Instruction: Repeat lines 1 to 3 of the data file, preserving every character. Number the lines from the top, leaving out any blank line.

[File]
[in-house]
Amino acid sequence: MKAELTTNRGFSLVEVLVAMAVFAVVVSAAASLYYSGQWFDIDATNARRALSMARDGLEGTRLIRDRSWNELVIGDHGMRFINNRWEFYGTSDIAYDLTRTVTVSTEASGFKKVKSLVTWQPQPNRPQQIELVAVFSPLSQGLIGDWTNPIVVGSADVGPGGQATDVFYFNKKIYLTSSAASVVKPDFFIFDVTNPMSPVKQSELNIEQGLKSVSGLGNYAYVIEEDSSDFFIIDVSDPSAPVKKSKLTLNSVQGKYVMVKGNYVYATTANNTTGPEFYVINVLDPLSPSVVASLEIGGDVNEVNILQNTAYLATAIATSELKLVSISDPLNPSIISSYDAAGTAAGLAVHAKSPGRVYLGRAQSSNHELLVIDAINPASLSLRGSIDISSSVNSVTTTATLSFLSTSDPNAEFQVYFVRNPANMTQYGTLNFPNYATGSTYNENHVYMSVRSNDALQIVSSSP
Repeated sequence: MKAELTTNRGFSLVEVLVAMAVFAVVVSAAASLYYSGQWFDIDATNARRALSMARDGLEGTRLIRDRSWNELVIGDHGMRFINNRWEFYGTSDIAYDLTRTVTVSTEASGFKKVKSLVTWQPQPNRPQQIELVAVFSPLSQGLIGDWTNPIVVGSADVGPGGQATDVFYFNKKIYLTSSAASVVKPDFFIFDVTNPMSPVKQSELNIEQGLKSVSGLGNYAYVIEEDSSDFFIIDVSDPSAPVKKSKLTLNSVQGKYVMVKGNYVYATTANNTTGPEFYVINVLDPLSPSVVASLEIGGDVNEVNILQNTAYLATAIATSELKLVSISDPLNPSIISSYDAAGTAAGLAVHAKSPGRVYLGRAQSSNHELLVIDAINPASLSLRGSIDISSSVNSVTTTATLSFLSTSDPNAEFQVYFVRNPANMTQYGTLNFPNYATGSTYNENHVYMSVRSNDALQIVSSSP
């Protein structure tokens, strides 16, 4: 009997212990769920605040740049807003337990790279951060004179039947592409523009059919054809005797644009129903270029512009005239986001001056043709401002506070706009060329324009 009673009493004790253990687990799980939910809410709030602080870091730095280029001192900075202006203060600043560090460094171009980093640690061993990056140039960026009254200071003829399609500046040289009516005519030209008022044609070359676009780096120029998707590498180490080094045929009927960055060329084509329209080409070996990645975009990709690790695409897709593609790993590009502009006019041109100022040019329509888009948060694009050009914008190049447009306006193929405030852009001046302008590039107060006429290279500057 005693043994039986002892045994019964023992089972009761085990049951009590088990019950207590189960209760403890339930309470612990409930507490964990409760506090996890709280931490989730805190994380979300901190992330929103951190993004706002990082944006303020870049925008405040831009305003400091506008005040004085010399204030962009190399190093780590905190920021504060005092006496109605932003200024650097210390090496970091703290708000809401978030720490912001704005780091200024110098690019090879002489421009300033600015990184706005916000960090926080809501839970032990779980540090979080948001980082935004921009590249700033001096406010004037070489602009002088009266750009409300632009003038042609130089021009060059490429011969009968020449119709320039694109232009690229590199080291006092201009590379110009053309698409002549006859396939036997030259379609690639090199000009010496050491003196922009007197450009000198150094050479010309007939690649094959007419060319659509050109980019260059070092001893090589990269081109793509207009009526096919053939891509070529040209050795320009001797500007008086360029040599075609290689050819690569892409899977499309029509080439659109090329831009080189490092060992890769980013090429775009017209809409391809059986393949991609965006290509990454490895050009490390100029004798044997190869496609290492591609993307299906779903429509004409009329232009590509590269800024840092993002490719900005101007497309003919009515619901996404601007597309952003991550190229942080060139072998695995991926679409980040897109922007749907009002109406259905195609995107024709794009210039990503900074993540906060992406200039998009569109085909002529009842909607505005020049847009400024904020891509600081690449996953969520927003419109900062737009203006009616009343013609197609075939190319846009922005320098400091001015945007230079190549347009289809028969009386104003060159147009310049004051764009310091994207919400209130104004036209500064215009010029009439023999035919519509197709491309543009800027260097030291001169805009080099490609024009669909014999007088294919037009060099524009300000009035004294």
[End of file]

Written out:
[in-house]
Amino acid sequence: MKAELTTNRGFSLVEVLVAMAVFAVVVSAAASLYYSGQWFDIDATNARRALSMARDGLEGTRLIRDRSWNELVIGDHGMRFINNRWEFYGTSDIAYDLTRTVTVSTEASGFKKVKSLVTWQPQPNRPQQIELVAVFSPLSQGLIGDWTNPIVVGSADVGPGGQATDVFYFNKKIYLTSSAASVVKPDFFIFDVTNPMSPVKQSELNIEQGLKSVSGLGNYAYVIEEDSSDFFIIDVSDPSAPVKKSKLTLNSVQGKYVMVKGNYVYATTANNTTGPEFYVINVLDPLSPSVVASLEIGGDVNEVNILQNTAYLATAIATSELKLVSISDPLNPSIISSYDAAGTAAGLAVHAKSPGRVYLGRAQSSNHELLVIDAINPASLSLRGSIDISSSVNSVTTTATLSFLSTSDPNAEFQVYFVRNPANMTQYGTLNFPNYATGSTYNENHVYMSVRSNDALQIVSSSP
Repeated sequence: MKAELTTNRGFSLVEVLVAMAVFAVVVSAAASLYYSGQWFDIDATNARRALSMARDGLEGTRLIRDRSWNELVIGDHGMRFINNRWEFYGTSDIAYDLTRTVTVSTEASGFKKVKSLVTWQPQPNRPQQIELVAVFSPLSQGLIGDWTNPIVVGSADVGPGGQATDVFYFNKKIYLTSSAASVVKPDFFIFDVTNPMSPVKQSELNIEQGLKSVSGLGNYAYVIEEDSSDFFIIDVSDPSAPVKKSKLTLNSVQGKYVMVKGNYVYATTANNTTGPEFYVINVLDPLSPSVVASLEIGGDVNEVNILQNTAYLATAIATSELKLVSISDPLNPSIISSYDAAGTAAGLAVHAKSPGRVYLGRAQSSNHELLVIDAINPASLSLRGSIDISSSVNSVTTTATLSFLSTSDPNAEFQVYFVRNPANMTQYGTLNFPNYATGSTYNENHVYMSVRSNDALQIVSSSP